A stock that's been pushed down, whether for poor earnings or weak growth prospects, can sometimes come right back with surprising strength. Everybody loves an underdog story, so we give you three currently unloved S&P 500 stocks that present compelling opportunities.

On average, analysts predict an upside of more than 50% for each stock in 2016, which means you should jump on these bargains now. Unlike many intrinsically weak and dangerous stocks right now, our three underdogs face a bright year ahead.

Image placeholder title

WDC data by YCharts

1. Western Digital  (WDC) - Get Report

Western Digital is trading Tuesday morning at $62.83. The average price target of analysts who cover the company is $97.59, according to Thomson/First Call data published at Yahoo Finance. That implies upside of 55% from current levels.

Western Digital makes hard drives, but it's moving to expand its offerings. The company announced last month that it is purchasingSanDisk for $19 billion. The companies said their product lines are complementary. Reuters reported that the deal should boost Western Digital's capabilities in flash memory storage chips used in smartphones and other devices.

On average, analysts are estimating that Western Digital will earn $6.24 in its current fiscal year, which will end at the beginning of July 2016. That would mark a decline of 20% from the previous fiscal year. But analysts expect EPS to rebound in the fiscal year that ends in July 2017, to $7.54.

This stock is currently trading with a price-to-earnings ratio of 8.4, based on earnings estimates for the next 12 months. Its dividend yield is 3.2$. This makes it attractive for value hunters.

In fact, investors likely will begin to gravitate toward the stock once Western Digital begins to reap the benefits of the SanDisk acquisition. And that's why you shouldn't be bothered by the 43% year-to-date stock price drop. Undoubtedly the company's been through a difficult phase, which is now drawing to a close with the stock trading close to 52-week lows.

The SanDisk deal would make Western Digital a broad supplier of data-storage components, giving it renewed pricing power in the storage market.

With the stock's current valuation, the market has clearly made an error of judgment and is unable to appreciate the untapped value lying within the shares of Western Digital. EMC has a forward P/E of 13; slow-growing Seagate Technology has a forward P/E of about 8; NetApp has one of about 12.2; and Teradata has one of 13. To be sure, several high-tech stars are poised for collapse in 2016, but you shouldn't find Western Digital on this forbidding list of imminent losers.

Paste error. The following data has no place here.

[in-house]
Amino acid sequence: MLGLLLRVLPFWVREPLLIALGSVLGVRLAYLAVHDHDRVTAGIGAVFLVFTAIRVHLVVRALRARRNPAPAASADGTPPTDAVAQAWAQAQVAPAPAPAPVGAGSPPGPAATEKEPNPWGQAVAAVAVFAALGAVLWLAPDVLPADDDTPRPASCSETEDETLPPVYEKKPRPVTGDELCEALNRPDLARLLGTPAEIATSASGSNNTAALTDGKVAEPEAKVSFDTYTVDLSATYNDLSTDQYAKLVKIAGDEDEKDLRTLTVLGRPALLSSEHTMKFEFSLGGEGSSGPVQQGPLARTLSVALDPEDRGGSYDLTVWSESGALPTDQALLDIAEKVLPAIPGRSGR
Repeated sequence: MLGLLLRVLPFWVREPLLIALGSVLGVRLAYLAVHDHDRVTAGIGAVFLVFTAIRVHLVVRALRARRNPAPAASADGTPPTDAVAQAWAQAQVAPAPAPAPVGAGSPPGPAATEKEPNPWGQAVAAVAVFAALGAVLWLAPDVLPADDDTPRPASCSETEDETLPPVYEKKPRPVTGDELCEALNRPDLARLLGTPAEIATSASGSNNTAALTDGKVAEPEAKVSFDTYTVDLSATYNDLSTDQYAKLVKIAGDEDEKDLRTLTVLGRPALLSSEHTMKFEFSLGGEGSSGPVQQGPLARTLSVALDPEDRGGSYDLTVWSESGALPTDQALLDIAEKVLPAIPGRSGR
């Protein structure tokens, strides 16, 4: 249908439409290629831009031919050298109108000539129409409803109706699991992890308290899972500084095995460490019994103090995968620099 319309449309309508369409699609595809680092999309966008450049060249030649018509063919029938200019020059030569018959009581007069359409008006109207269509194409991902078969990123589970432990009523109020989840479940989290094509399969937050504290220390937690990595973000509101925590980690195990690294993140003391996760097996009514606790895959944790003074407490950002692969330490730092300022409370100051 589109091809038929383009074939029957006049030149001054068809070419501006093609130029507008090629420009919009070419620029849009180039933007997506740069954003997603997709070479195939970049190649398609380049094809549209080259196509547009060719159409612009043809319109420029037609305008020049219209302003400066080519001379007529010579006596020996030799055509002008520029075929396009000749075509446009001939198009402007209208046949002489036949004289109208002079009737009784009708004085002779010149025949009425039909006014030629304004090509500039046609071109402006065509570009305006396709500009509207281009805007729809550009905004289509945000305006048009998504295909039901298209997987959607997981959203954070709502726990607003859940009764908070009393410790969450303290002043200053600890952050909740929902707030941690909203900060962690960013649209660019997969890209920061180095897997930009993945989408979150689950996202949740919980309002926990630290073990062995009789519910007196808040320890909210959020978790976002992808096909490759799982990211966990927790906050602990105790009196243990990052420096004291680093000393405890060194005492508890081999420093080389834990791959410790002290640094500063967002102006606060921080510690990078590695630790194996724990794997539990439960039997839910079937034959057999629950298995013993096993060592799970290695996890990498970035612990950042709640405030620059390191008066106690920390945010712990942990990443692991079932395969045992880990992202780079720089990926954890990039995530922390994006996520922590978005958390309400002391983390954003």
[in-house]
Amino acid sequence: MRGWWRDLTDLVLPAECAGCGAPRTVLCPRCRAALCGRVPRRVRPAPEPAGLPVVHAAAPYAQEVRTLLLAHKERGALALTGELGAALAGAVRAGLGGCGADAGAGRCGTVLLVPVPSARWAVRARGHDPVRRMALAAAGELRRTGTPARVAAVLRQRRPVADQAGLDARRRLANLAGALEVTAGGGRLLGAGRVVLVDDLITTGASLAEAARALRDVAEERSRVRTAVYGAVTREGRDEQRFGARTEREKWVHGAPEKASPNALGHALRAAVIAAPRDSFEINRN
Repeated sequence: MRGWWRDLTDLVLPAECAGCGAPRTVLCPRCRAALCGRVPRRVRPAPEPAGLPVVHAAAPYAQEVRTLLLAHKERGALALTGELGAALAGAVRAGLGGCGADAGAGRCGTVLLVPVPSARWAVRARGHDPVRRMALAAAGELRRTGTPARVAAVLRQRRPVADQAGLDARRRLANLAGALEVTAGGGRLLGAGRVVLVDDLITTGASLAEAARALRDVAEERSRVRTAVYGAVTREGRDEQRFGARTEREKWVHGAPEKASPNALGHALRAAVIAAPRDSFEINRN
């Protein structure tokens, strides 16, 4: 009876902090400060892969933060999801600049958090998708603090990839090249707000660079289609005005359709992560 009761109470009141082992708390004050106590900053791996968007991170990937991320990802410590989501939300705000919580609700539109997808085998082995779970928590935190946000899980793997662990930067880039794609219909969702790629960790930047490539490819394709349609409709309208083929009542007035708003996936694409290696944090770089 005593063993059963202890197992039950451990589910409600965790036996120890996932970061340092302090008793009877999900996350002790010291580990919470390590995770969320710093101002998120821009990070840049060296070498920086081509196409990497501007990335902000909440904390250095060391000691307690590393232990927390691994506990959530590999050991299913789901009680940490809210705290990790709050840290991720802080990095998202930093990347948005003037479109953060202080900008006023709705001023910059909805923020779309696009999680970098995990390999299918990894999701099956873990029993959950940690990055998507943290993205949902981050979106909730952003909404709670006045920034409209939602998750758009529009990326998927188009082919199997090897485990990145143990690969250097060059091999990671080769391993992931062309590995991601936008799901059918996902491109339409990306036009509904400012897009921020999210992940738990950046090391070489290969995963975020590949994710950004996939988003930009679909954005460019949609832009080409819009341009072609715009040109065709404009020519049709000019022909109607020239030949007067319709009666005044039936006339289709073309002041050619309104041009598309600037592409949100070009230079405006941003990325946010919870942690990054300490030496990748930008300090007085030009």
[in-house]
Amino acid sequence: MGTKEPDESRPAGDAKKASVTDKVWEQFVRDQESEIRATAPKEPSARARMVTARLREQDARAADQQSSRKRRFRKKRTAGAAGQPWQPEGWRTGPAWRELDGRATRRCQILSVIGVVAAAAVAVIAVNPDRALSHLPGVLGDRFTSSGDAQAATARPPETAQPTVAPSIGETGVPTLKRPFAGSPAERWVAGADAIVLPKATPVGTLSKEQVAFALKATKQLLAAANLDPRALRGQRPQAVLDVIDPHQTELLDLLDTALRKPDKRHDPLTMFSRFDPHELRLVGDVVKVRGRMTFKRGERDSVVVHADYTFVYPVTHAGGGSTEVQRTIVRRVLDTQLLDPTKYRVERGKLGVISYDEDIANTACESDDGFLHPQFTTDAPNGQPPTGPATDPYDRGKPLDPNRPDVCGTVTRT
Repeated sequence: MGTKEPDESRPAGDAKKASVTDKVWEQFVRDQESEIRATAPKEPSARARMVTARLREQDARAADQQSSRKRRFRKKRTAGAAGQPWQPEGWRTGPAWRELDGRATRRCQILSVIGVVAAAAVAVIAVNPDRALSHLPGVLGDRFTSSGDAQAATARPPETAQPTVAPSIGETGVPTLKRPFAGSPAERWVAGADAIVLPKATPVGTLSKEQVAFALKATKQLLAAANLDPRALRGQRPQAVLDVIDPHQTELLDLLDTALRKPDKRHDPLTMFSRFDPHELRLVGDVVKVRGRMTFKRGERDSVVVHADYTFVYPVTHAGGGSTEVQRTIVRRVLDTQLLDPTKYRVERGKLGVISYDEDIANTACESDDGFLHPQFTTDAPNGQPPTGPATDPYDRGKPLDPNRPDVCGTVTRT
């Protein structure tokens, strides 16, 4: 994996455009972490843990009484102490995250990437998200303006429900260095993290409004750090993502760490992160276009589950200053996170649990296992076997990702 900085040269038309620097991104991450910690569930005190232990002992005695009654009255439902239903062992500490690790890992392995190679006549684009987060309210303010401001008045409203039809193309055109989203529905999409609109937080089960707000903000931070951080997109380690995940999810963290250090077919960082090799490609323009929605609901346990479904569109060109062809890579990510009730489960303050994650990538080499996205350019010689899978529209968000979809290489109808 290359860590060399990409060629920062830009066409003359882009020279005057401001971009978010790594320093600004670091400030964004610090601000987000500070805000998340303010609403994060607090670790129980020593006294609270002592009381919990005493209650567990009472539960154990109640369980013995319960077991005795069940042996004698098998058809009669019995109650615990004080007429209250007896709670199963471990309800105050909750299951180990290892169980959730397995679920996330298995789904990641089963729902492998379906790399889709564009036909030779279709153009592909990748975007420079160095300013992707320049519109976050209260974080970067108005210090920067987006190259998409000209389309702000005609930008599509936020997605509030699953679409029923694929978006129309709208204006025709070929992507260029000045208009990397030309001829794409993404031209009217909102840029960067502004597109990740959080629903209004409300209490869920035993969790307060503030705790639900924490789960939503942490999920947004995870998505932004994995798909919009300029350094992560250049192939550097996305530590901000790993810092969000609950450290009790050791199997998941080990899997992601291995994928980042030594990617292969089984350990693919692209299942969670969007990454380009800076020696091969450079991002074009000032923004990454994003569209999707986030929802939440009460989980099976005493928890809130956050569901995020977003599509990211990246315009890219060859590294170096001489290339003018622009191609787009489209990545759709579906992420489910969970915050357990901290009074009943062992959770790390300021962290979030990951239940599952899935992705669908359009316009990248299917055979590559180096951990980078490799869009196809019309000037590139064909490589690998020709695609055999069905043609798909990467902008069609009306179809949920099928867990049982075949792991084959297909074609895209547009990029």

Image placeholder title

FCX data by YCharts

2. Freeport-McMoRan (FCX) - Get Report

Freeport-McMoRan (formerly Freeport-McMoRan Copper & Gold) is engaged in the mining of copper, gold and molybdenum. The stock is currently trading at $8.35, but on average, analysts have a price target of $14.50 on the stock. That implies potential upside of more than 70%. The last month's been devastating for Freeport with a 33% drop.

Freeport was once the largest publicly traded copper company in the world. Over the past few years, it's been through tough times, because of weakening demand from the Chinese real estate and construction sectors, and because of expensive oil and gas acquisitions in Indonesia.

The drop in its share price has, however, attracted Carl Icahn and other hedge fund managers.

On average, analysts expect the company to report a loss of 8 cents a share in 2015, but they're more sanguine about 2016, for which they forecast EPS of 85 cents. With Icahn eyeing the debt-laden company, you can expect that a comprehensive reorganization (or "shake-up") is in the works.

With a forward P/E of 9.8 and a dividend yield of 2.4%, Freeport has definite potential, but it's also a high-risk option. So invest in this stock only if you can stomach the risk. 

For a full list of highly risky stocks that you shouldn't consider under any circumstances, click here. They're popular equities that promise big returns, but all they'll do is give investors big headaches. Do you own any of these "value traps?" To find out, download our free report now.

This article is commentary by an independent contributor. At the time of publication, the author held no positions in the stocks mentioned.